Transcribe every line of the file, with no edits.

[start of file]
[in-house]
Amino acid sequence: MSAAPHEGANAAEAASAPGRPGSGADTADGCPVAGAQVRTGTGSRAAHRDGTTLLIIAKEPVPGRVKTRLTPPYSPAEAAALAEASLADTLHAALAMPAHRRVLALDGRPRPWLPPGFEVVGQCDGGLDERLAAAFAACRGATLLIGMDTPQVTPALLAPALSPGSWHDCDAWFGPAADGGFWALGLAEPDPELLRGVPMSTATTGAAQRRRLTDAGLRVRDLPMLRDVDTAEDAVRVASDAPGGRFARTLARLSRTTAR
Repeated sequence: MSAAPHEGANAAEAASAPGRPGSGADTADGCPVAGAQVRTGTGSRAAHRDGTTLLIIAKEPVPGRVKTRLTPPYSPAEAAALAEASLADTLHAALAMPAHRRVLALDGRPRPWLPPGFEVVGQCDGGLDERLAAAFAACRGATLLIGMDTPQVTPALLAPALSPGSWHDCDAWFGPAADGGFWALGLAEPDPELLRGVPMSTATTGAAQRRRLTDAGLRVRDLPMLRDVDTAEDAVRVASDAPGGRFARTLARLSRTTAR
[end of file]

[in-house]
Amino acid sequence: MSAAPHEGANAAEAASAPGRPGSGADTADGCPVAGAQVRTGTGSRAAHRDGTTLLIIAKEPVPGRVKTRLTPPYSPAEAAALAEASLADTLHAALAMPAHRRVLALDGRPRPWLPPGFEVVGQCDGGLDERLAAAFAACRGATLLIGMDTPQVTPALLAPALSPGSWHDCDAWFGPAADGGFWALGLAEPDPELLRGVPMSTATTGAAQRRRLTDAGLRVRDLPMLRDVDTAEDAVRVASDAPGGRFARTLARLSRTTAR
Repeated sequence: MSAAPHEGANAAEAASAPGRPGSGADTADGCPVAGAQVRTGTGSRAAHRDGTTLLIIAKEPVPGRVKTRLTPPYSPAEAAALAEASLADTLHAALAMPAHRRVLALDGRPRPWLPPGFEVVGQCDGGLDERLAAAFAACRGATLLIGMDTPQVTPALLAPALSPGSWHDCDAWFGPAADGGFWALGLAEPDPELLRGVPMSTATTGAAQRRRLTDAGLRVRDLPMLRDVDTAEDAVRVASDAPGGRFARTLARLSRTTAR